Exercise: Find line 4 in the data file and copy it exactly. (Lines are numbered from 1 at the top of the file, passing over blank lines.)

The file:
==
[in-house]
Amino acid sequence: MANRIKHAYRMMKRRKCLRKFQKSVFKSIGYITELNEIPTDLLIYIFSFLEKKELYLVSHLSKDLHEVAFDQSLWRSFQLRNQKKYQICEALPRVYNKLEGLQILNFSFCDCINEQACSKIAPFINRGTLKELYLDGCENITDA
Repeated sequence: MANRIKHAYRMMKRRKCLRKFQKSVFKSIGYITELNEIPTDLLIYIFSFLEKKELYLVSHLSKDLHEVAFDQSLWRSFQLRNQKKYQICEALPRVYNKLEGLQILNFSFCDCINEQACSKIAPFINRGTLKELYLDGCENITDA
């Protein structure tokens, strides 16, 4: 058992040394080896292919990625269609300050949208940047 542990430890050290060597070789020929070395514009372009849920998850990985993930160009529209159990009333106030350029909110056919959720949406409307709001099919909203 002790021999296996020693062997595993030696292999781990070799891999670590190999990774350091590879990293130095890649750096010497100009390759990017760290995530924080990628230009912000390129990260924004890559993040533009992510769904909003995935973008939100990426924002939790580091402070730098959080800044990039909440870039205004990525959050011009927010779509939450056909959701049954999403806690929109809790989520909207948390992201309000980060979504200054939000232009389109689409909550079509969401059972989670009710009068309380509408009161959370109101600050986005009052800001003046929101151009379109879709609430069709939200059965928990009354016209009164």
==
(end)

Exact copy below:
């Protein structure tokens, strides 16, 4: 058992040394080896292919990625269609300050949208940047 542990430890050290060597070789020929070395514009372009849920998850990985993930160009529209159990009333106030350029909110056919959720949406409307709001099919909203 002790021999296996020693062997595993030696292999781990070799891999670590190999990774350091590879990293130095890649750096010497100009390759990017760290995530924080990628230009912000390129990260924004890559993040533009992510769904909003995935973008939100990426924002939790580091402070730098959080800044990039909440870039205004990525959050011009927010779509939450056909959701049954999403806690929109809790989520909207948390992201309000980060979504200054939000232009389109689409909550079509969401059972989670009710009068309380509408009161959370109101600050986005009052800001003046929101151009379109879709609430069709939200059965928990009354016209009164």